Q: How do you see cannabis brands and the hospitality industry working together in the near future? Can you tell our readers a little bit about the intersection of Cannabis & Hospitality?
A: Mercari Agency is committed to a long-term vision of including cannabis in hospitality, so that adult consumers can choose what substance they’d like to consume in social settings including cafes, lounges, bars, nightclubs, hotels, resorts and restaurants. While many of the provinces are still figuring out cannabis retail, conversations are starting across Canada on what on premise cannabis sales could look like. While it’s unlikely that cannabis will be served in the same venues as alcohol, cannabis cafes are gaining traction in the Atlantic provinces as they look to attract more tourism.
There are some limitations under the current federal framework, mainly that edible cannabis cannot be produced in the same place as other food products. That being said, the new edible regulations do not limit provinces from creating their own unique distribution frameworks which could include on premise. The only limitation is that licensees could only serve federally approved products by Health Canada that come pre-packaged. So theoretically if you had a cannabis café, they could serve cannabis beverages, edibles, etc. but potentially not be able to do infusions in the kitchen itself. That doesn’t mean that infused private dinners won’t continue to be a trend!
Q: Has the stigma of cannabis changed, if at all, since your university days?
A: When I was in my undergrad I participated in the Rural Development Exchange program with Canada World Youth and University of Alberta where we lived with host families in rural Alberta and Mexico while volunteering with the local community. Cannabis was pretty stigmatized in Alberta back then, and I don’t remember smoking my entire exchange in Canada. Mexico on the other hand was much more cannabis friendly, although still very taboo due to the violence associated with the war on drugs.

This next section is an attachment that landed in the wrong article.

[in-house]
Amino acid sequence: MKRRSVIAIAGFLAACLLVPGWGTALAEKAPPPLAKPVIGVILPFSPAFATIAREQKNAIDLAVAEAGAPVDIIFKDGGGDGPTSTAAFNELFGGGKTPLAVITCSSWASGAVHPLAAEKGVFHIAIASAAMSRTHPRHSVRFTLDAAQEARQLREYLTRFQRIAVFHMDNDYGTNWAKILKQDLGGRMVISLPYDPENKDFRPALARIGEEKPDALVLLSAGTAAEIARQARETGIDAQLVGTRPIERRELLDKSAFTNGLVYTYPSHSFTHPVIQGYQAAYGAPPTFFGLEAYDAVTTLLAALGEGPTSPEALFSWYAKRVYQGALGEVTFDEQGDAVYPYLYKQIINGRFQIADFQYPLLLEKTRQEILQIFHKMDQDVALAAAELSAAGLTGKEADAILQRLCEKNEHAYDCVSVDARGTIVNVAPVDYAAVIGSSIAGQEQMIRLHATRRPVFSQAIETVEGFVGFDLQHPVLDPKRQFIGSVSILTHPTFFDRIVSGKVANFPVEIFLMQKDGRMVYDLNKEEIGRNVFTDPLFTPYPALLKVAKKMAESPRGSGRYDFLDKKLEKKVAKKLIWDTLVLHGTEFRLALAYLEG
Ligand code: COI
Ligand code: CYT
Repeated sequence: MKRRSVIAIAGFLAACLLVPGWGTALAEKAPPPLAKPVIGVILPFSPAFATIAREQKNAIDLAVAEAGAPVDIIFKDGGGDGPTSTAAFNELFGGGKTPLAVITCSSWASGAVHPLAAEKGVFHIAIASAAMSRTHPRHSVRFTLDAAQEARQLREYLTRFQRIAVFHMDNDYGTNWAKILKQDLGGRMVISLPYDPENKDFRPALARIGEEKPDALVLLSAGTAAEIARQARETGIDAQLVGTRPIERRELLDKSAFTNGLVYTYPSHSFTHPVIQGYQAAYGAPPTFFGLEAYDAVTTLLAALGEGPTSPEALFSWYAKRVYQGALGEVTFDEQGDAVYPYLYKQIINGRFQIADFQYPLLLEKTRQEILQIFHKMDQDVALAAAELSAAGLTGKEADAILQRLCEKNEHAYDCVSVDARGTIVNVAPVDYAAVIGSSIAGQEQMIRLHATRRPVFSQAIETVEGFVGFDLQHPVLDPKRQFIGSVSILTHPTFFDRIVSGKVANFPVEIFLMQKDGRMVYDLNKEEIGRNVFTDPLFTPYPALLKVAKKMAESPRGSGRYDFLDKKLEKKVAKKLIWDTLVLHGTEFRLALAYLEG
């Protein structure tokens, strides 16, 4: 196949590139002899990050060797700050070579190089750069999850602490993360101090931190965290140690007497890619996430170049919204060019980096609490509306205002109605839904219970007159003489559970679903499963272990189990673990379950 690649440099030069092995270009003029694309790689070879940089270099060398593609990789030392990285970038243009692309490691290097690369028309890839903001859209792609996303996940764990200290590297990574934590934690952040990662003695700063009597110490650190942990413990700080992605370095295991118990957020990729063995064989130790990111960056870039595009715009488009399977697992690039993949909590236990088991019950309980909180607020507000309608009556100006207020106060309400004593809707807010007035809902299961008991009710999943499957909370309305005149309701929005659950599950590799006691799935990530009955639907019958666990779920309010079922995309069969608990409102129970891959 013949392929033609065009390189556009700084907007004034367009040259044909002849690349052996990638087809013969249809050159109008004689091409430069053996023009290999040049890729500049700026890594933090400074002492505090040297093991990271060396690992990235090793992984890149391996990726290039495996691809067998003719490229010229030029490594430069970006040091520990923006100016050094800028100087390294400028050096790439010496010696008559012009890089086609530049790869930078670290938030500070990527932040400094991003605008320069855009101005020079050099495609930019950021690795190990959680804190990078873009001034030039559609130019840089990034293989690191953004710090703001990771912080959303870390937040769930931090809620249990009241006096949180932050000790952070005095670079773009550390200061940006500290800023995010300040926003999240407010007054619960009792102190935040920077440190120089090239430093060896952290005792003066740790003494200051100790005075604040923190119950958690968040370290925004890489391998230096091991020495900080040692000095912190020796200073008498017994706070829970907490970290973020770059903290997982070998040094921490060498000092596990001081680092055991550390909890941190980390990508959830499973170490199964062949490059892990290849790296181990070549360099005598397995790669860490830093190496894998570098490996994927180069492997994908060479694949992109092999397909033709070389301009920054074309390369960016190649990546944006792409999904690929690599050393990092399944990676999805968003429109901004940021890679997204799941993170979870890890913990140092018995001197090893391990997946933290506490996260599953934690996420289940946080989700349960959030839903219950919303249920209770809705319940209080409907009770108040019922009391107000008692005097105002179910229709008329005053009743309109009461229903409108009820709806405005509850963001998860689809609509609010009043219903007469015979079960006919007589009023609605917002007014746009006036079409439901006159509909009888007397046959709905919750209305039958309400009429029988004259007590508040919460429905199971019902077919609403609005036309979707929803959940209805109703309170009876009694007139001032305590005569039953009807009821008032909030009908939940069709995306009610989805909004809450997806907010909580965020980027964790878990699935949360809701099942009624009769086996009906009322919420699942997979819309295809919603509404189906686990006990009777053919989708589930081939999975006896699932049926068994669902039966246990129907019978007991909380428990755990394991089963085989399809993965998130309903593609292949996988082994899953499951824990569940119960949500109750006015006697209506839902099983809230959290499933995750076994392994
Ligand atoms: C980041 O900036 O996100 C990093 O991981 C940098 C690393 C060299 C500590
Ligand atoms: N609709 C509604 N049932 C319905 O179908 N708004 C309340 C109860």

After I graduated with my Master of Environmental Studies I returned to Alberta to work with Indigenous communities. The stigma against cannabis was very strong, and I could only really consume in private even though I was a legal medical patient. I still consumed publicly as much as I could to break the stigma! You can still lose your job for smoking cannabis in Fort McMurray, but there’s now legal cannabis retail stores open in the community.
Less than a decade later, cannabis is now seen as the new oil in Alberta, with many oil and gas folks transitioning their investments and businesses. In the last year I received my Cannabis Sales Licence in Alberta and am now certified to legally sell to retail stores and educate about cannabis brands. While Alberta is the same big friendly province, the stigma against cannabis is finally fading!
Q: What do you think the social stigma of cannabis will be in 10 years from now?
A: I think that cannabis will be a normal part of life for Canadians, as it has for the last 10 years but with much less stigma. While my family consumed cannabis when I was growing up, it was always a secret until I was in my 20s. Now cannabis is a topic of discussion at family gatherings as the same way as wine is.
While my dad loves to wax on about all the wineries he’s visited over the last few decades, now I’m taking him to cannabis facilities. I think that the next generation of cannabis consumers will grow up with legalization, so will consider it the same as beverage alcohol. That being said, there’s still stigma around smoking in general, so that will probably remain as new healthier product formulations come out over the next year.
About Lisa Campbell
Lisa Campbell is the founder and CEO of Mercari Agency, helping cannabis companies come to market across Canada. As a subsidiary of Lifford Wine & Spirits, Mercari leverages Lifford’s national hybrid salesforce and longstanding partnerships with provincial control boards. Lisa became a true cannabis expert by working extensively in international drug policy with Canadian Students for Sensible Drug Policy and is currently the Co-Chair of the Cannabis Beverage Producers Alliance. She holds a Master of Environmental Studies from York University and is as a Canadian Institutes for Health Research (CIHR) Universities Without Walls alumnus.
Photo credit: Niv Shimshon, @botanical_society